Scared by China, Greece? Try this ‘safe haven play’

Jittery investors should look to eastern Europe—and Romania in particular—for a sanctuary from Chinese market volatility and Greek debt wrangling, analysts told CNBC.

“Central Europe and Romania are all looking a little bit pretty,” Charles Robertson, chief economist at emerging market-focused investment bank Renaissance Capital, told CNBC.

He said that the region was “one of those safe haven plays” at a time when investors were eager to avoid exposure to tumbling commodity prices, Chinese market interventions and uncertainty surrounding Greece’s solvency and its future in the euro zone.

Slow Images | Photographer's Choice | Getty Images Lipscani Quarter, Bucharest, Muntenia, Romania

Slow Images | Photographer’s Choice | Getty Images
Lipscani Quarter, Bucharest, Muntenia, Romania

According to Robertson, Romania is 2015’s best-performing frontier market so far, with the Bucharest Stock Exchange up 9 percent on the year.

“At a time when you do not like commodities—so people have been negative on Russia and South Africa—when you don’t like the politics in Turkey, where are you ending up? You are ending up in Poland, Czech Republic, Hungary—these are countries that are not getting hit by commodities getting smacked as a result of China, they are beneficiaries,” Robertson said.

Fears regarding China’s economic growth trajectory, market interventions and rocky stock market ride have hit commodity prices, worsening a rout that had already seen crude oil prices halve since the middle of 2014.

The People’s Bank of China sent shockwaves through international markets for a second day running on Wednesday, when it lowered the yuan’s peg against the U.S. dollar still further. This follows swathes of interventions by Beijing in recent weeks aimed at stabilizing Chinese stocks, with the Shanghai Composite down around 25 percent since a peak in June.

‘Run and hide’ in emerging Europe

Timothy Ash, emerging market strategist at Nomura International, noted that central and eastern European countries were beneficiaries of lower oil and other commodity prices and had few trade links to China.

“Reviewing the EM (emerging market) space, places to ‘run and hide’ are probably in Emerging Europe—Central Europe, Baltics and Balkans,” Ash said in a note distributed on Wednesday.

“Reasons to be constructive include: Generally, the region is a commodity and oil importer, and hence a big net beneficiary from lower oil/commodity prices… China trade links are limited—few of these countries export significantly to China, and there have been limited China inward investment flows.”

The region has also gained from its close ties to Germany, Europe’s biggest economy, said Bob Parker, senior adviser in investment, strategy and research at Credit Suisse.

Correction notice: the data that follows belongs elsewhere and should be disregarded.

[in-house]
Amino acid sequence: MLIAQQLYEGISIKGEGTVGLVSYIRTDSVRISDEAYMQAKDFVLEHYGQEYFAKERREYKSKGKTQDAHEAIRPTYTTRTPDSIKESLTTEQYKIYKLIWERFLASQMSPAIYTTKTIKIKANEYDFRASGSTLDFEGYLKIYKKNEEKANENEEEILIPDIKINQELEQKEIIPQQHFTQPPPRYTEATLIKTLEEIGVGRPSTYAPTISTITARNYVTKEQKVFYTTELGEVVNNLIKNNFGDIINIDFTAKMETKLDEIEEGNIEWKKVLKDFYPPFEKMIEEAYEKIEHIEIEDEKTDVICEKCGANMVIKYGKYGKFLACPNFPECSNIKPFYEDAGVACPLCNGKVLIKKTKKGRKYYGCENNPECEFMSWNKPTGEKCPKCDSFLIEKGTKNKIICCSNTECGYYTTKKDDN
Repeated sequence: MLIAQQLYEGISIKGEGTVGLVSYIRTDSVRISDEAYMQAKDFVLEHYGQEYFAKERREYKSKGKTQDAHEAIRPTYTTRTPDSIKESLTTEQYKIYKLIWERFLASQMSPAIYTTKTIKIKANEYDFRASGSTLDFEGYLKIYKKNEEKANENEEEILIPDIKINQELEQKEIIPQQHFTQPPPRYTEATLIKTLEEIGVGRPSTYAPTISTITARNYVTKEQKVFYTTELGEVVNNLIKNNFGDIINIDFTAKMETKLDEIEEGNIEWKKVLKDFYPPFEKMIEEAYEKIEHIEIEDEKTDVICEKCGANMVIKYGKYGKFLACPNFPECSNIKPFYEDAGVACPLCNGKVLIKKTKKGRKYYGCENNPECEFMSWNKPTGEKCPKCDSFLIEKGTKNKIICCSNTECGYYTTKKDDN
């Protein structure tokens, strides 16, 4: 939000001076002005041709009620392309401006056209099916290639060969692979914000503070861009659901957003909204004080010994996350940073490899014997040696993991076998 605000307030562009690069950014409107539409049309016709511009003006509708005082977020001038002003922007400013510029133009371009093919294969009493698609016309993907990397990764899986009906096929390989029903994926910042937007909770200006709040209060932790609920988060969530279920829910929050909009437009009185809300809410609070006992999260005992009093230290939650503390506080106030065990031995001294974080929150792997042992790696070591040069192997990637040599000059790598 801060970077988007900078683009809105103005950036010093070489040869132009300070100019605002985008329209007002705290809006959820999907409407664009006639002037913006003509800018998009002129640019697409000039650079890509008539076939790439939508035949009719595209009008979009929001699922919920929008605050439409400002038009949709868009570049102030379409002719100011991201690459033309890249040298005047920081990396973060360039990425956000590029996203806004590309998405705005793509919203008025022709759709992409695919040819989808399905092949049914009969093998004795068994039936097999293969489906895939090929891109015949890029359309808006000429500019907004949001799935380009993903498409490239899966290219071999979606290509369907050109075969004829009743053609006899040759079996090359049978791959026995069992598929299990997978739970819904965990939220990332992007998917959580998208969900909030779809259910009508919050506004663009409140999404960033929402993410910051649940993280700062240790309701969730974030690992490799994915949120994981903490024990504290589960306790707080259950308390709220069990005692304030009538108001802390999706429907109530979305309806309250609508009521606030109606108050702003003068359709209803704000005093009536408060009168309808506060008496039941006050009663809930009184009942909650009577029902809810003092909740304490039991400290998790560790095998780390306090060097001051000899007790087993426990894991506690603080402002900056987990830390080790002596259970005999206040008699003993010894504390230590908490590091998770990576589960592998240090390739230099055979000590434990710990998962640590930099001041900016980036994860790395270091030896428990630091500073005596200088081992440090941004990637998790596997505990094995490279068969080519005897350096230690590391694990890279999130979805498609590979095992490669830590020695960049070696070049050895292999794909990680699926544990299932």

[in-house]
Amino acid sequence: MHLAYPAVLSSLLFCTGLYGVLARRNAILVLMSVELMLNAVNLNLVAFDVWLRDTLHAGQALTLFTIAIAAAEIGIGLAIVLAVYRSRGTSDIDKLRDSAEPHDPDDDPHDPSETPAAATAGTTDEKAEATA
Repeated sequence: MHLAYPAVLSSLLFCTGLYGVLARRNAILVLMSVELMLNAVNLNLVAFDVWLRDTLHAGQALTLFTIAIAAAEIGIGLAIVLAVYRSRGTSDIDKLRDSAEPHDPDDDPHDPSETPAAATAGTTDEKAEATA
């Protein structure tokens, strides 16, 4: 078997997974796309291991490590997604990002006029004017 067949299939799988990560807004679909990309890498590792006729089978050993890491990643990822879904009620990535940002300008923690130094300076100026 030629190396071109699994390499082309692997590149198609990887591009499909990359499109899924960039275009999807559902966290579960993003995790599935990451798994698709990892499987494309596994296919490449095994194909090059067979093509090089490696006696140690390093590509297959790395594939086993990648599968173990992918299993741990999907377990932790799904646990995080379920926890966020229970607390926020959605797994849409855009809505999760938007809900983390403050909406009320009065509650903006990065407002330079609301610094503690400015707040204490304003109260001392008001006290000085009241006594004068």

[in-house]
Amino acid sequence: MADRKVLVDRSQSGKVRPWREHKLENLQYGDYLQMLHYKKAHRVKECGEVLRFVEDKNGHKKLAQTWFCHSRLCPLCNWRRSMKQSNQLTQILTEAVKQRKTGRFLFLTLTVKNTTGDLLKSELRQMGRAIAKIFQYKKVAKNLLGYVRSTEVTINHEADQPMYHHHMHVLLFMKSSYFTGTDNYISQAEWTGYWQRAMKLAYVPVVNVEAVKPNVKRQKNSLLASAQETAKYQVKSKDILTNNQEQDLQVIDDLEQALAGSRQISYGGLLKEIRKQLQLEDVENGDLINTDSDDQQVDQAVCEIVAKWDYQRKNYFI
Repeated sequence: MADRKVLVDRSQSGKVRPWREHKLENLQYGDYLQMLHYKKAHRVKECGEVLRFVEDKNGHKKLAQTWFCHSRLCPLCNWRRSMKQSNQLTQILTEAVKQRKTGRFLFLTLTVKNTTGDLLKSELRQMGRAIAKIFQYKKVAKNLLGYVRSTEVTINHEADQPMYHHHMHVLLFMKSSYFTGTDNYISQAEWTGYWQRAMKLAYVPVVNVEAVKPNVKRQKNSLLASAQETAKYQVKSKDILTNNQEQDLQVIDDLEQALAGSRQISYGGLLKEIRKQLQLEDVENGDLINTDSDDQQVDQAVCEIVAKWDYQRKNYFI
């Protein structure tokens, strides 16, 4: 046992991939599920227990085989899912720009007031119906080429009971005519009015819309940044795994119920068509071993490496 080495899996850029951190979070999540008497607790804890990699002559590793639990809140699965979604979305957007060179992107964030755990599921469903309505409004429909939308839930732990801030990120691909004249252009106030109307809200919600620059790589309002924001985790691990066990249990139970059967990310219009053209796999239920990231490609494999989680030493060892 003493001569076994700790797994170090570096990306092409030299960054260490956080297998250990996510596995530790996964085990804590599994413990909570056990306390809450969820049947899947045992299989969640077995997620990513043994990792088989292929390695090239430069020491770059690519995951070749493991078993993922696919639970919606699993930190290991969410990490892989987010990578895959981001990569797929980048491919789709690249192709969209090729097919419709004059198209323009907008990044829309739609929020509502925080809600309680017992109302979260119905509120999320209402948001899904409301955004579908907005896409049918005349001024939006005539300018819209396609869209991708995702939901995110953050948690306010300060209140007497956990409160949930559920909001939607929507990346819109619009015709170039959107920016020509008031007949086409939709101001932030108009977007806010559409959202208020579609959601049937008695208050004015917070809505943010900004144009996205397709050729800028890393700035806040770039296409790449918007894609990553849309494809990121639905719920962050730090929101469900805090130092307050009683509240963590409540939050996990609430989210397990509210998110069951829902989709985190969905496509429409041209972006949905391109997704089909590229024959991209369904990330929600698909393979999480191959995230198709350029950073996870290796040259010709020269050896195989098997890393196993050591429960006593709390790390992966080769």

Countries like Romania and Bulgaria may have been hit by their banking sectors’ strong ties with Greece, but many countries in the region continue to export heavily to Germany.

“I think Central Europe is very interesting,” Parker told CNBC on Wednesday.

“If you buy the argument that all the stimulus that is being thrown at the euro zone economy is boosting the German economy and if you believe, as I do, that German growth is accelerating positively through 2 percent, then you have got to invest in central Europe, which is cheap and which derives a lot of its strength from the recovery in Europe.”

Bank ties remain

However, Greece remains a concern for some economists interested in the region. The country and its international lenders have finally agreed on the outline of a third bailout, but Greek and other national parliaments in the euro zone still need to approve the deal.

Capital Economics has named Serbia and Bulgaria—Greece’s near-neighbors to the east—as the most vulnerable of any frontier markets to a so-called Grexit. Bank subsidiaries in Macedonia, Romania and Bulgaria retain direct financial links with Greece, with Greek-owned banks accounting for around 20 percent of Macedonia’s banking sector.

“The probability of a downside scenario in which a Greek exit from the euro zone triggers a fresh slowdown across eastern Europe is on the rise,” said Capital Economics in June.

In addition, Robertson said that investors looking at eastern Europe need not fear an increasingly militant Russia.

Robertson’s employer, Renaissance Capital, is an investment bank that originated in Russia and is owned by Onexim Group, a Russian private investment fund.

“I suspect central Europe is seen more as a German proxy and I would hope that could be separated,” said Robertson.

“We would hope not to see lots more military exercises being announced,” he later added.

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